U.S. Representative Tim Bishop is planning a meeting with supervisors from all five East End towns—Southampton, East Hampton, Shelter Island, Southold and Riverhead—and senior officials from the Federal Aviation Administration on the long-standing issue of helicopter noise. It is set to take place within the next 10 days.
In the meantime, Mr. Bishop and other local officials, including State Assemblyman Fred W. Thiele Jr. and a representative from U.S. Senator Charles Schumer’s office, have been listening to the complaints of South Fork and North Fork residents this week regarding noise from helicopters flying in and out of East Hampton Airport—and it’s nothing they all haven’t heard before.
At a Noyac Civic Council meeting Tuesday night, which attracted a full house at the Bridgehampton Senior Center, residents took the floor one by one to express their frustrations with the FAA’s lack of enforcement when helicopter pilots fail to adhere to the mandated North Shore flight route. The flight route requires all air vessels to fly at least one mile north of the North Shore, over water, and around Orient Point before coming into or out of the East Hampton Airport.
Instead of following that path, however, helicopters and other aircraft fly as low as 200 feet above the ground and swoop over their homes, shaking windows, churning up wind gusts and creating noise heard at any hour of the day, according to residents of Noyac, Sag Harbor, North Haven, Southampton Village and Mattituck.
At Tuesday’s meeting, residents pressed officials for all kinds of resolutions. They even went as far as to suggest that the East Hampton Airport “get rid of the FAA” because it is like “living next to a MASH unit in Vietnam” for many. Most called for alterations to the North Shore route, but some demanded far more.
“Shifting helicopter routes does not solve the problem of noise and [air] pollution. There is no such thing as an all-water route to a land-locked airport,” said Wainscott resident Barry Raebeck, who is a co-founder of the Quiet Skies Coalition. “The way to solve the problem … is to eliminate commercial operations at East Hampton Airport,” he said.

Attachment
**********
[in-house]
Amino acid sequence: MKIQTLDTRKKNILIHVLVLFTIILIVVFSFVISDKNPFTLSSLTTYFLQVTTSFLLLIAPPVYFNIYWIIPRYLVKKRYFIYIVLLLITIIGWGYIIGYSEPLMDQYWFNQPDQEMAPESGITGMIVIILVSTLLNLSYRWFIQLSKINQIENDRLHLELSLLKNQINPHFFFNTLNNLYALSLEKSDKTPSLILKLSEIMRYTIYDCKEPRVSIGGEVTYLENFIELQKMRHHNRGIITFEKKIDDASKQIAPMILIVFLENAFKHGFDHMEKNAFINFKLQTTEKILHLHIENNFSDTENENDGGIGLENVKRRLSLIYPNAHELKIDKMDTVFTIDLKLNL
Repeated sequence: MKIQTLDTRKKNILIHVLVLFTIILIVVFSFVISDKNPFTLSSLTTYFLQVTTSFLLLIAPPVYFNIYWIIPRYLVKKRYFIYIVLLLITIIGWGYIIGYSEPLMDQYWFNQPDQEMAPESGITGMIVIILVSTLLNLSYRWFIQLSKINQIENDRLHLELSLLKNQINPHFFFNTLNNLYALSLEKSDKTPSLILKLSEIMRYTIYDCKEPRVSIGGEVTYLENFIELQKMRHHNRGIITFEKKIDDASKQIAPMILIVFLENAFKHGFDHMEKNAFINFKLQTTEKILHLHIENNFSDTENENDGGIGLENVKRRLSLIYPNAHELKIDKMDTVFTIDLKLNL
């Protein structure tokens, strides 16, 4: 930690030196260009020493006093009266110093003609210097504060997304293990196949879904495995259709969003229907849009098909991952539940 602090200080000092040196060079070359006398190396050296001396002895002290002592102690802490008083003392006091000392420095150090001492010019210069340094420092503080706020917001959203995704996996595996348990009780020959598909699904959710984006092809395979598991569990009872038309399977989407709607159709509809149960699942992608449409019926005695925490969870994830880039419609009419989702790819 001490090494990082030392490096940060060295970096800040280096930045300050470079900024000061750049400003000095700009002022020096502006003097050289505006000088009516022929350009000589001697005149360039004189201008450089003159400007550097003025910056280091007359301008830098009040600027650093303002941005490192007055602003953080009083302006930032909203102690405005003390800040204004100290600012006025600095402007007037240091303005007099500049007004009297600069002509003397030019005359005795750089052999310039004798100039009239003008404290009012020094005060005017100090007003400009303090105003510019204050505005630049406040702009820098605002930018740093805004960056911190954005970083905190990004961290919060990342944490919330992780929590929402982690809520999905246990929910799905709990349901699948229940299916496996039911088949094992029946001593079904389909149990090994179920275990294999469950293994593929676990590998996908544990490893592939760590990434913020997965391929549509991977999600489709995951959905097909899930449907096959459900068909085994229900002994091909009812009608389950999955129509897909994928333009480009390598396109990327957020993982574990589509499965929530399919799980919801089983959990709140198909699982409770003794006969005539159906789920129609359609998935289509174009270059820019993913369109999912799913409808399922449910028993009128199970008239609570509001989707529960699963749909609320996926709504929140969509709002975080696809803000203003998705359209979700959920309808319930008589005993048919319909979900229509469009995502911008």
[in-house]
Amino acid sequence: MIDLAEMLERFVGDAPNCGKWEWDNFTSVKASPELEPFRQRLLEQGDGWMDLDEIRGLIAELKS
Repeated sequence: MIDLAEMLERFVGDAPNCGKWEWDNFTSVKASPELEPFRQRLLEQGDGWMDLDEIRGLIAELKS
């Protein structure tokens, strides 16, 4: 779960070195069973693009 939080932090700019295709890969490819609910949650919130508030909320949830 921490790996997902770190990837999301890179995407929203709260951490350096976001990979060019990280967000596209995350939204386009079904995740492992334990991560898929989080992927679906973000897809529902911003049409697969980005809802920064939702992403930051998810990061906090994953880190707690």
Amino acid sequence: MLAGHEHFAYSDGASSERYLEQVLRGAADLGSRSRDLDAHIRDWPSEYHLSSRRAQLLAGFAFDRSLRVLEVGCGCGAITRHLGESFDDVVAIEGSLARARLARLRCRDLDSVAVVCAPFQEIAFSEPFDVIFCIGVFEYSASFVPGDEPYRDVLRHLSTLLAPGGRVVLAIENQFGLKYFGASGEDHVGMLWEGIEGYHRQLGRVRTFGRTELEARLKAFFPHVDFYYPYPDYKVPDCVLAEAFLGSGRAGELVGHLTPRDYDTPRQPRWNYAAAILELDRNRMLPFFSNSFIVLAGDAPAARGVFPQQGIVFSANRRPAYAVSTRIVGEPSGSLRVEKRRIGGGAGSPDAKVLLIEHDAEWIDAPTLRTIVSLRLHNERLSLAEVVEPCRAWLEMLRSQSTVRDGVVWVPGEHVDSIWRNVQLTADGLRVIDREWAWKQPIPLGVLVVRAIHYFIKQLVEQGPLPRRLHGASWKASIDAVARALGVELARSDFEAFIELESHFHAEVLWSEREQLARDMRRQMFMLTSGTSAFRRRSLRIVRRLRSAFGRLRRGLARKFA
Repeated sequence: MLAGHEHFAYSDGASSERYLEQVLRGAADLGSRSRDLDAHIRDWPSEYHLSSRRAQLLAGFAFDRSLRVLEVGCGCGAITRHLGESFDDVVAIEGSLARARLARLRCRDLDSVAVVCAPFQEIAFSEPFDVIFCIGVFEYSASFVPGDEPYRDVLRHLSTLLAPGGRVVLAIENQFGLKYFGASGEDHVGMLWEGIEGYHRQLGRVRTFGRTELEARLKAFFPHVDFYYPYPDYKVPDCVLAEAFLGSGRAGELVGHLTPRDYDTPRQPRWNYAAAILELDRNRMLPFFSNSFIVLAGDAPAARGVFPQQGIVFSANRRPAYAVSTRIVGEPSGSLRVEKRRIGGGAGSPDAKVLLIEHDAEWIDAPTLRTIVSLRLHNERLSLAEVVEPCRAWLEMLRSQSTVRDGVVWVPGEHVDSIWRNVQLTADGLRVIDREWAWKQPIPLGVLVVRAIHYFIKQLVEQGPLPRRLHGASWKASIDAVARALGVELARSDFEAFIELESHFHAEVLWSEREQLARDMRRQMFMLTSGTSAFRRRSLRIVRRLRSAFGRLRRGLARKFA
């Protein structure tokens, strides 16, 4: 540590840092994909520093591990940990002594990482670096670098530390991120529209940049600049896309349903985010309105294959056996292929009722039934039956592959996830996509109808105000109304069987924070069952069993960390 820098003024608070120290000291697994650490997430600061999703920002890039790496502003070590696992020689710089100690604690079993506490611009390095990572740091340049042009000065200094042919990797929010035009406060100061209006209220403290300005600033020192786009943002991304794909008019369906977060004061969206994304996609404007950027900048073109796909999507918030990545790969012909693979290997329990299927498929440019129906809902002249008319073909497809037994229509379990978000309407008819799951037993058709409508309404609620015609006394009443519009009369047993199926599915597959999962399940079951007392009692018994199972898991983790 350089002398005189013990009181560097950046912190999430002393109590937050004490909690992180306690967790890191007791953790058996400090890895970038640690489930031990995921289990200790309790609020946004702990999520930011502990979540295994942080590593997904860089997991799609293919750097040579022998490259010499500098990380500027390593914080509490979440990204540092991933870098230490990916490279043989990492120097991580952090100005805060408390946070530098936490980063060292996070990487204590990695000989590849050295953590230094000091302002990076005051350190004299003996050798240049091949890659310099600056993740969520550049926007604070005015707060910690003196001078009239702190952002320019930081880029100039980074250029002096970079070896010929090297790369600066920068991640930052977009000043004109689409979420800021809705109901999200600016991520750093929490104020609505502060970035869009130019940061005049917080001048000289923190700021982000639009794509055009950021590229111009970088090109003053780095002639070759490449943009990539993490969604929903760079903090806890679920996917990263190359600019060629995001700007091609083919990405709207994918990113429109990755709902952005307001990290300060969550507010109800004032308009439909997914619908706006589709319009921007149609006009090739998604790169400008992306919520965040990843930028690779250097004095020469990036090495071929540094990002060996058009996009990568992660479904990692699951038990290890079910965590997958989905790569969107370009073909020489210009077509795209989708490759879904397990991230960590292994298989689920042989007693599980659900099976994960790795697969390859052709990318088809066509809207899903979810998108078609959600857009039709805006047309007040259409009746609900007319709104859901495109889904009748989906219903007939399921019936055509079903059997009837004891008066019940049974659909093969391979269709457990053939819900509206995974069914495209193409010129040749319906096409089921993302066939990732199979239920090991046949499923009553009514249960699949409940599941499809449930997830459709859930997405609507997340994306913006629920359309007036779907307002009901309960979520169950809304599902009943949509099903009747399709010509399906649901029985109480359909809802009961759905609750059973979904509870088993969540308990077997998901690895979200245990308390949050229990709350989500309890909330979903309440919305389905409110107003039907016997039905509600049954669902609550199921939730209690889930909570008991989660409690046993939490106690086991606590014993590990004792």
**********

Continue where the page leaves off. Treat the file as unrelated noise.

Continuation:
On December 31, grant assurances from the FAA to the airport will expire, giving the East Hampton Town Board the opportunity to restrict flight paths as soon as January 1. Because of that, Mr. Thiele said that residents and local officials need to do their best to lobby East Hampton Town and come up with different ideas that will offer some relief to those burdened by noise, whether in the form of curfews or flight slots for helicopters. The assemblyman added that all parties involved should tread carefully, however, as a lawsuit on the part of the FAA is a serious possibility if the town should alter or eliminate flight routes. The town won a suit last summer after a helicopter trade group attempted to overturn the court ruling that mandated the North Shore route.
In the past, officials said that East Hampton Town Board members, specifically Town Councilman Dominick Stanzione, who used to serve as the municipality’s liaison to the airport, have been difficult to sway when it came to challenging the FAA. “I’m much more confident today about doing that with East Hampton than I was, say, nine months ago,” Mr. Thiele said.
Bob Malafronte, chairman of the Sag Harbor Citizens Advisory Committee and a member of East Hampton Town’s helicopter noise abatement committee, urged residents to attend a Town Board meeting on August 21 at 6:30 p.m. at Town Hall on Pantigo Road to make the issue of helicopter noise heard by officials.
Unlike Southampton Town, which was represented by Supervisor Anna Throne-Holst and three other board members at the Noyac Civil Council meeting on Tuesday night, East Hampton Town did not have an official at the meeting. Elena Loreto, president of the Civic Council, said she did invite Town Councilwoman Kathee Burke-Gonzalez, who serves as the current East Hampton Town liaison to the airport, but that Ms. Burke-Gonzalez had a prior engagement and could not attend.
Ms. Throne-Holst said that during a special meeting on Thursday, August 14, Southampton Town will approve a memorializing resolution to support East Hampton in rejecting any more funding from the FAA. The supervisor went on to address the few FAA officials present at Tuesday night’s meeting, asking that they begin to cooperate with the needs of residents without immediately launching into lawsuits.
“An agency like yours … has to begin to understand what the reality is,” Ms. Throne-Holst said. “We feel powerless here. We should not have to worry about being sued.”
Most FAA officials had little to say at the meeting, even when asked questions, but Mark Guiod, manager of the FAA’s New York Terminal Radar Approach Control, assured residents and local officials that their pleas were not falling on deaf ears. He said that the FAA has not been cracking down on the pilots that disregard the designated helicopter route mainly because the FAA has no radar set up to alert it when aircraft are not following the flight path.
“We are concerned,” Mr. Guiod said. “A lot of what we’re doing is listening to your complaints. What you’re experiencing shouldn’t happen.”
Moving forward, Mr. Bishop said he aims to get a discussion going with the upcoming five-town meeting that to begin the necessary steps that East End needs to take to get relief for its residents.
Mr. Bishop added that the Noyac Civic Council’s meeting was also a promising start to what could be the beginning of the end of perhaps the most troubling issue out here on the East End.
“I thought this was very good. I think there is hope,” he said. “Our hope is that we can just get people into a room and try to figure it out.”